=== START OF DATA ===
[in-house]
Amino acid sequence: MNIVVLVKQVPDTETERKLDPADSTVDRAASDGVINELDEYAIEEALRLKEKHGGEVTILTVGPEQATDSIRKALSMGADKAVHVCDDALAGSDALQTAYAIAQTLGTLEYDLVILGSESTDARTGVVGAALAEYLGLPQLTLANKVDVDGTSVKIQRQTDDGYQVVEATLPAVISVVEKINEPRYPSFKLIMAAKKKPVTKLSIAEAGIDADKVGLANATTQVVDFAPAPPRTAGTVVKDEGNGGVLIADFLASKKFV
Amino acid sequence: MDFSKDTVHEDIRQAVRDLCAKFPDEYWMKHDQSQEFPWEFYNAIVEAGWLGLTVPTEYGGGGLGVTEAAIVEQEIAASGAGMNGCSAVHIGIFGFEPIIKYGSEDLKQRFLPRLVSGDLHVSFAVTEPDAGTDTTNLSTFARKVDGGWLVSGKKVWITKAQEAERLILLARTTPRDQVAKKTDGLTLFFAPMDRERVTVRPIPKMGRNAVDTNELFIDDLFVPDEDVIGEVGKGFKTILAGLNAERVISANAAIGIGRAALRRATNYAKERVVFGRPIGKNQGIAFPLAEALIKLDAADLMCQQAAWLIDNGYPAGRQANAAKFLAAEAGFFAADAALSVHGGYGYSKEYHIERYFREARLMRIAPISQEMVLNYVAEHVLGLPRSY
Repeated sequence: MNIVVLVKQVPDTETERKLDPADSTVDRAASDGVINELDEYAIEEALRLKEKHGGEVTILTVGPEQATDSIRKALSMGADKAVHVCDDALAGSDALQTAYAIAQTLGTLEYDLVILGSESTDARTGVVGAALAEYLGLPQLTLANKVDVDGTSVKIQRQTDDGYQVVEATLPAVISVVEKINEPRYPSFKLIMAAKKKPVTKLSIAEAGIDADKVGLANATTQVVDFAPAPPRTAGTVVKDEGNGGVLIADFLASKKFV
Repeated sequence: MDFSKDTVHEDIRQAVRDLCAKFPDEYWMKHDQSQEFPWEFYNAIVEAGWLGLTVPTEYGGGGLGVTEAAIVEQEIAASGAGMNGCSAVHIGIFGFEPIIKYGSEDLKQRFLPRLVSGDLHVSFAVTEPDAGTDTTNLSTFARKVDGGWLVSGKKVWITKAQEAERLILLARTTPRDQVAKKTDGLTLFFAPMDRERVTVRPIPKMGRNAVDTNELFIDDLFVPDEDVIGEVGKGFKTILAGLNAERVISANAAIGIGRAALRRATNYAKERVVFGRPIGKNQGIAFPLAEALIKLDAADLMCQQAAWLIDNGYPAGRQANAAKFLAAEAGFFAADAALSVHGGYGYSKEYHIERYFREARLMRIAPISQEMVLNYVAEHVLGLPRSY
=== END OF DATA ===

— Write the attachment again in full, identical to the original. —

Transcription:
[in-house]
Amino acid sequence: MNIVVLVKQVPDTETERKLDPADSTVDRAASDGVINELDEYAIEEALRLKEKHGGEVTILTVGPEQATDSIRKALSMGADKAVHVCDDALAGSDALQTAYAIAQTLGTLEYDLVILGSESTDARTGVVGAALAEYLGLPQLTLANKVDVDGTSVKIQRQTDDGYQVVEATLPAVISVVEKINEPRYPSFKLIMAAKKKPVTKLSIAEAGIDADKVGLANATTQVVDFAPAPPRTAGTVVKDEGNGGVLIADFLASKKFV
Amino acid sequence: MDFSKDTVHEDIRQAVRDLCAKFPDEYWMKHDQSQEFPWEFYNAIVEAGWLGLTVPTEYGGGGLGVTEAAIVEQEIAASGAGMNGCSAVHIGIFGFEPIIKYGSEDLKQRFLPRLVSGDLHVSFAVTEPDAGTDTTNLSTFARKVDGGWLVSGKKVWITKAQEAERLILLARTTPRDQVAKKTDGLTLFFAPMDRERVTVRPIPKMGRNAVDTNELFIDDLFVPDEDVIGEVGKGFKTILAGLNAERVISANAAIGIGRAALRRATNYAKERVVFGRPIGKNQGIAFPLAEALIKLDAADLMCQQAAWLIDNGYPAGRQANAAKFLAAEAGFFAADAALSVHGGYGYSKEYHIERYFREARLMRIAPISQEMVLNYVAEHVLGLPRSY
Repeated sequence: MNIVVLVKQVPDTETERKLDPADSTVDRAASDGVINELDEYAIEEALRLKEKHGGEVTILTVGPEQATDSIRKALSMGADKAVHVCDDALAGSDALQTAYAIAQTLGTLEYDLVILGSESTDARTGVVGAALAEYLGLPQLTLANKVDVDGTSVKIQRQTDDGYQVVEATLPAVISVVEKINEPRYPSFKLIMAAKKKPVTKLSIAEAGIDADKVGLANATTQVVDFAPAPPRTAGTVVKDEGNGGVLIADFLASKKFV
Repeated sequence: MDFSKDTVHEDIRQAVRDLCAKFPDEYWMKHDQSQEFPWEFYNAIVEAGWLGLTVPTEYGGGGLGVTEAAIVEQEIAASGAGMNGCSAVHIGIFGFEPIIKYGSEDLKQRFLPRLVSGDLHVSFAVTEPDAGTDTTNLSTFARKVDGGWLVSGKKVWITKAQEAERLILLARTTPRDQVAKKTDGLTLFFAPMDRERVTVRPIPKMGRNAVDTNELFIDDLFVPDEDVIGEVGKGFKTILAGLNAERVISANAAIGIGRAALRRATNYAKERVVFGRPIGKNQGIAFPLAEALIKLDAADLMCQQAAWLIDNGYPAGRQANAAKFLAAEAGFFAADAALSVHGGYGYSKEYHIERYFREARLMRIAPISQEMVLNYVAEHVLGLPRSY